Field Guide to Maryland's Snakes (Order Squamata)
Plain-bellied Watersnake (Nerodia erythrogaster)
Photo of Plain-bellied Watersnake courtesy of Dave Wilson
30 - 48 inches. Record - 62 inches.
- A rich, chocolate brown to ebony black back, with strongly keeled scales.
- Diagnostic feature is the deep red to orange-red unmarked or plain belly, which contrasts abruptly with the back coloration.
- The red is usually visible on the throat and along the lower jaw.
- Thick-bodied and “bread loaf” shaped in cross-section.
- Young are boldly patterned black on a pinkish ground color.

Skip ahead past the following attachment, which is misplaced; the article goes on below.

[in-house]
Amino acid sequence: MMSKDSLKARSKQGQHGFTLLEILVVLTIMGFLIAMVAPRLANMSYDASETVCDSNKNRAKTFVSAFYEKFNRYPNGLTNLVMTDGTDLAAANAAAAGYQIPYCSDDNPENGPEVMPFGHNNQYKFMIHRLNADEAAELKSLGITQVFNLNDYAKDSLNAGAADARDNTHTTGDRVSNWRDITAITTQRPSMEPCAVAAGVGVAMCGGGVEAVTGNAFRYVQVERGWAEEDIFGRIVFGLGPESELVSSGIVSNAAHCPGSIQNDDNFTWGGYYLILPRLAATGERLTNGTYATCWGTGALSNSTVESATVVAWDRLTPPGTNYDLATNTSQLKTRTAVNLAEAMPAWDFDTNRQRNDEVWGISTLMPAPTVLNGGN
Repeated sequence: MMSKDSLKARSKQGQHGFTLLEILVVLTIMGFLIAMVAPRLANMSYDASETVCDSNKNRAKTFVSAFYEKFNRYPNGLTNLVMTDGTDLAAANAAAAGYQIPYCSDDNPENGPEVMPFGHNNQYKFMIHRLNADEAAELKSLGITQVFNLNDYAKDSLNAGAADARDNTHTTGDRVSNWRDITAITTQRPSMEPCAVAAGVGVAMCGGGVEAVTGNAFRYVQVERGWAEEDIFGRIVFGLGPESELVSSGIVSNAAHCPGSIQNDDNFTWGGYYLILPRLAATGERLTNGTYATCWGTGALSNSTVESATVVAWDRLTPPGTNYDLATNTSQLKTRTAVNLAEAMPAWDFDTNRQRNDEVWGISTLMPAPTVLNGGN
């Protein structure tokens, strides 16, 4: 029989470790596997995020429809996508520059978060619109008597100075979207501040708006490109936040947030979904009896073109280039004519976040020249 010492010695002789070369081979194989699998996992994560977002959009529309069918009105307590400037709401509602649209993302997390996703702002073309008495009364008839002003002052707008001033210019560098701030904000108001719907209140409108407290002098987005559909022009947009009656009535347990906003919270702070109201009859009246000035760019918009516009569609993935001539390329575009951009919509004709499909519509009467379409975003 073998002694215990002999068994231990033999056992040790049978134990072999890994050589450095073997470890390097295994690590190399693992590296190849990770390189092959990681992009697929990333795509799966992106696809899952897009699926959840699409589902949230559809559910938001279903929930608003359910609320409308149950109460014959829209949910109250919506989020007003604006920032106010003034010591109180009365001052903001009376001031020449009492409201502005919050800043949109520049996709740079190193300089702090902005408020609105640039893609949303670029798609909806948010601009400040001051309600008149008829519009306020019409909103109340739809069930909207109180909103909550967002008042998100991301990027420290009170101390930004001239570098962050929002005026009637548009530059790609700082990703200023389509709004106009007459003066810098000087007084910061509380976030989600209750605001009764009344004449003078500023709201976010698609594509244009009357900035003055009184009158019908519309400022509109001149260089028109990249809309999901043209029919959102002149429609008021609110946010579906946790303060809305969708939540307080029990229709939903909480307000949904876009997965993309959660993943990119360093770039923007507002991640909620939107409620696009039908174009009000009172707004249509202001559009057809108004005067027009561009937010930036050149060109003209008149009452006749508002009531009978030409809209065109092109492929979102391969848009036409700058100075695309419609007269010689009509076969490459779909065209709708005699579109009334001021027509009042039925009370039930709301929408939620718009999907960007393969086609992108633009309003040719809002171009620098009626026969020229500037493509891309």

Photo of Plain-bellied Watersnake courtesy of John White
Forested riparian areas, particularly Atlantic White-cedar and Baldcypress Swamps, and shrub swamps, from brackish to tidal fresh waters of coastal plain rivers. May travel considerable distances from water during humid periods of mid-summer. All records are from the lower Eastern Shore where it may be locally common, though rarely seen.
How to Find:
Drive (or bike) slowly on roads near swamps in mid-summer looking for animals basking in the road or road-killed individuals. Warning: Will readily inflict a painful bite when handled. Non-venomous. Please report any sightings or road kills to DNR’s Wildlife and Heritage Service as this species is tracked as a rare Watchlist species.
Photo of Habitat for
courtesy Rebecca Chalmers
Distribution in Maryland:
Found only on the Lower Eastern Shore.